Can My Pet Get the SARS Virus and Develop the Covid-19 Dis-ease?
Nowadays, veterinarians are often asked whether pets can get Covid-19. The short answer is yes, they can contract the SARS-CoV-2 virus. However, so far none have developed serious symptoms or died of Covid-19. Regardless, there are still some precautions to take if you are sick.
So far, all the animals who have tested positive for SARS have been in contact with an infected guardian. It’s therefore best to minimize contact with your pet(s) if you’re sick or have tested positive.
Ask someone else in your home to be the primary caregiver for your pet for two weeks. If you live alone, you can reduce the chance of your spreading the virus to your pet by using a few simple steps:
- Avoid face-to-face contact with your pet and try to avoid coughing or sneezing on or near them.
- Wash your hands thoroughly before contacting your pet, and use a fan to keep the air circulating to reduce viral exposure when you are near.
To help you recover as quickly as possible from viral-associated symptoms, it’s very helpful to still have the comfort and healing support your pet can give you. Whenever possible, interact with your pet outside, where the fresh air and natural ventilation decrease risk of transmission.
Can Pets Give SARS to Each Other?
Although it’s possible that pets can transmit the virus to each other, it hasn’t been proven. Whether this occurs depends on the amount of viral shedding, which determines how much of the virus they can spread.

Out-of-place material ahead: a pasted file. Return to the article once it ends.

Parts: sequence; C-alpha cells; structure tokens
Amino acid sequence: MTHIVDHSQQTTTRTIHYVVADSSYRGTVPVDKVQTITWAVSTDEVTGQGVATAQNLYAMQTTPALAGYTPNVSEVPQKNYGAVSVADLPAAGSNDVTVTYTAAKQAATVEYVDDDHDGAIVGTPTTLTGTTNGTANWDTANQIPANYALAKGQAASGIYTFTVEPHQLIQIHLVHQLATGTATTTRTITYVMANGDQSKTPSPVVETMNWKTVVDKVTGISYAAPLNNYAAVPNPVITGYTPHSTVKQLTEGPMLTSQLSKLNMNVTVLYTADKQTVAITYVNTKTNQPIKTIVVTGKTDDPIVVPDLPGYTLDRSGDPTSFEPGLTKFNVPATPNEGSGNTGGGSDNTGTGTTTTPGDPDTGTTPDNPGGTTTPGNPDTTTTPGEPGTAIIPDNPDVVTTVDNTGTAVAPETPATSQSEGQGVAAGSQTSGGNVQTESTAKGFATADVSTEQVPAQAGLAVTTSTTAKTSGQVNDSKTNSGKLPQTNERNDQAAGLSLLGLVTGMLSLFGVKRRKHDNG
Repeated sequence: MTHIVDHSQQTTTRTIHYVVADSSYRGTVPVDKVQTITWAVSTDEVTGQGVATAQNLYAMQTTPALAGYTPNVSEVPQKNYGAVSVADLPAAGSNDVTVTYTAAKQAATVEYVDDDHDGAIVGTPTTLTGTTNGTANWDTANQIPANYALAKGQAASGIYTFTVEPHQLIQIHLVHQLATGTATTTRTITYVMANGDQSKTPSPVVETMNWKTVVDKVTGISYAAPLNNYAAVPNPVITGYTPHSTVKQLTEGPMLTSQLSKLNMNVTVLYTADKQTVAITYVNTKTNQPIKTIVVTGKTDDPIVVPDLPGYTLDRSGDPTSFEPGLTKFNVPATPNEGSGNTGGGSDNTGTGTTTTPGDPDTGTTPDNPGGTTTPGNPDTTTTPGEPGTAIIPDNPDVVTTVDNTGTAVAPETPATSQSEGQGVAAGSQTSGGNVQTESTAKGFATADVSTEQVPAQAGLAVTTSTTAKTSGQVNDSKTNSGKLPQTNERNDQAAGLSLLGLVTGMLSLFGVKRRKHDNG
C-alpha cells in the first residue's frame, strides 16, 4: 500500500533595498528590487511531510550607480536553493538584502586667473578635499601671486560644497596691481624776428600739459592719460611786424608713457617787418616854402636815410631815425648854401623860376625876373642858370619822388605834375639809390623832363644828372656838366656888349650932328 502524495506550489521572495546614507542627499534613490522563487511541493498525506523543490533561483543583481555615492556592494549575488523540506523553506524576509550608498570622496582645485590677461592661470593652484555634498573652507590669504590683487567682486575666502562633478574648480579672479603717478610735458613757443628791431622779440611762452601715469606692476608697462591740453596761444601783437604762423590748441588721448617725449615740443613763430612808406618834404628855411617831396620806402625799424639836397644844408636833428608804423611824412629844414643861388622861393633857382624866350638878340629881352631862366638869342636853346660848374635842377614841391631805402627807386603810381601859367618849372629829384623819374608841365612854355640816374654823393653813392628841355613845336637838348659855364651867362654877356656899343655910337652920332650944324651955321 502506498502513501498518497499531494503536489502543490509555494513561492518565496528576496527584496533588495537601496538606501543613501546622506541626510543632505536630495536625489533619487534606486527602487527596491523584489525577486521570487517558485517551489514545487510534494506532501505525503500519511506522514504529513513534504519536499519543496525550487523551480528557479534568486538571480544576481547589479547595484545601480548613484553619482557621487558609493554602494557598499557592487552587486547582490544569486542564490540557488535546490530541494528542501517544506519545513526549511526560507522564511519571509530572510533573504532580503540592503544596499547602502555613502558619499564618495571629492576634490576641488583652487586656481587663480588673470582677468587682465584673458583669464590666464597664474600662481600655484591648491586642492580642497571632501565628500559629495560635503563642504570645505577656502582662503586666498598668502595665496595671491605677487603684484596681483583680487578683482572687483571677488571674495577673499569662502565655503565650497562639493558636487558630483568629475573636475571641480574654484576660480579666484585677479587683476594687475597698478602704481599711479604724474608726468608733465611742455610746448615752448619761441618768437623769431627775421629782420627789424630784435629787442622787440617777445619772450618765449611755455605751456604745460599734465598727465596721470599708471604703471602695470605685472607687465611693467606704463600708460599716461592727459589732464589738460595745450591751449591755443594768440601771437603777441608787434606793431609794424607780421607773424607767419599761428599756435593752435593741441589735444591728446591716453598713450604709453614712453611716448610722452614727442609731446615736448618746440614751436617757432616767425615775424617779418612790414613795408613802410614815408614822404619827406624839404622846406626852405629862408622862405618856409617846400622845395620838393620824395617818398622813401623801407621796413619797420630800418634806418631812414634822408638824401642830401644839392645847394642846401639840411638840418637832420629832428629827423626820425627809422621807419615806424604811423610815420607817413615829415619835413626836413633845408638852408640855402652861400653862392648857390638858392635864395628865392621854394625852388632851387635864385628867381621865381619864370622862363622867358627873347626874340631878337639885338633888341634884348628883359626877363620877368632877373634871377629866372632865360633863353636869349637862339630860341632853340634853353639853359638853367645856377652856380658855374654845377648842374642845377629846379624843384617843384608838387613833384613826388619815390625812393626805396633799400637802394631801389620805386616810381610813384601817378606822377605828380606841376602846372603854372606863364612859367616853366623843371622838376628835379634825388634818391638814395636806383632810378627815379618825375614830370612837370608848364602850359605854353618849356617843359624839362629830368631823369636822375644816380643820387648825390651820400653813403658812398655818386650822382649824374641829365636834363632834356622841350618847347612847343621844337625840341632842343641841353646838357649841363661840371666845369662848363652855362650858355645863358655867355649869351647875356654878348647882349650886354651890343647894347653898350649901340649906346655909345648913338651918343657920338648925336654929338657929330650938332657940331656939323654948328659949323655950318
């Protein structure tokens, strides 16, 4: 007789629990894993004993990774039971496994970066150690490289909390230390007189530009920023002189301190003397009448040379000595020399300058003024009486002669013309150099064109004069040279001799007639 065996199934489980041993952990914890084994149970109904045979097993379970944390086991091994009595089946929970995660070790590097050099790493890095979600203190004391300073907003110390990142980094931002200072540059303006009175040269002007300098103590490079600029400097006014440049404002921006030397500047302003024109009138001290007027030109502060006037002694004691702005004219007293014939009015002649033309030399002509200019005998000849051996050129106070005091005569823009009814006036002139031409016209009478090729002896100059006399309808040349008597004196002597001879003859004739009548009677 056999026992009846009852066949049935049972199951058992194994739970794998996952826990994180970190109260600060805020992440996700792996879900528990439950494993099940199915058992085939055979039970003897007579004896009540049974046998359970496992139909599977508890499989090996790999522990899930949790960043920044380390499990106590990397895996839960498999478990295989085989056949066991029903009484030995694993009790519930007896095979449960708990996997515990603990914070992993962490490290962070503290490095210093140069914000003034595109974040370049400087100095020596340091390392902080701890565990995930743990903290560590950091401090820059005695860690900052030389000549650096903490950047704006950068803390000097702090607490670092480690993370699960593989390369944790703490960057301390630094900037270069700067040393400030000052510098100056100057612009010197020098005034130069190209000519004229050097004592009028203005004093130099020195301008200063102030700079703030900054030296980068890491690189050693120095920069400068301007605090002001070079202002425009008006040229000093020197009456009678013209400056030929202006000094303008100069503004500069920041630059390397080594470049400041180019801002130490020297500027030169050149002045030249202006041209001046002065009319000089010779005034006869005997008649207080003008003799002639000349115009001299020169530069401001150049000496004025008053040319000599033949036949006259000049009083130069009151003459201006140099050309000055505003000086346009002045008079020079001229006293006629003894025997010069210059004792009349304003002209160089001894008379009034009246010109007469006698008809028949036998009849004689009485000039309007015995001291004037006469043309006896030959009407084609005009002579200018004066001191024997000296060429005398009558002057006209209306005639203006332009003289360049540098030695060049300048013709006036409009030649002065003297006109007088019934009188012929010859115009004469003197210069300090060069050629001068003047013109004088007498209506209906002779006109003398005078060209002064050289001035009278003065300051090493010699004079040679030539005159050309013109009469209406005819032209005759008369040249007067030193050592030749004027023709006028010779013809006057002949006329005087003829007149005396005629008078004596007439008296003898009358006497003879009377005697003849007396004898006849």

The quantity of virus shed is like the dose of a drug. The higher the “dose” of virus, the more likely an exposed pet will get sick from it. This is like the increasing chance of side effects from higher doses of a medication. This viral dose relationship is also true for human-to-human as well as for human-to-pet transmission.
Any living being’s immune system will get overwhelmed if there are too many viral particles to guard against.
Can I Get Covid-19 From My Pet?
Despite taking every precaution, you may still be wondering if an infected pet can transmit Covid-19 to you. Fortunately, there’s been no evidence of animal-to-human transmission.
Pet parents are starting to socialize and dogs are playing with their friends again. Gradually increasing exposure and developing natural “herd immunity” is very important this summer and fall. In all circumstances, follow the public health guidelines for social distancing, wearing a mask when you’re out, and not touching your face until you’ve sanitized or thoroughly washed your hands.
In addition to avoiding the virus, there’s much more you can do for yourself and your pet! In the coming short blogs and a series of video interviews with scientists and pet professionals, we’ll explore what these are, why they work, how to use them to help keep you healthy.
This article is part of the series of Vitality and Balance related articles. If you enjoyed it, consider reading these posts: “Fatal Viruses And One Health”, “Internal Balance & Covid” and “One Way to Re-Connect Nature and Veterinary Medicine”.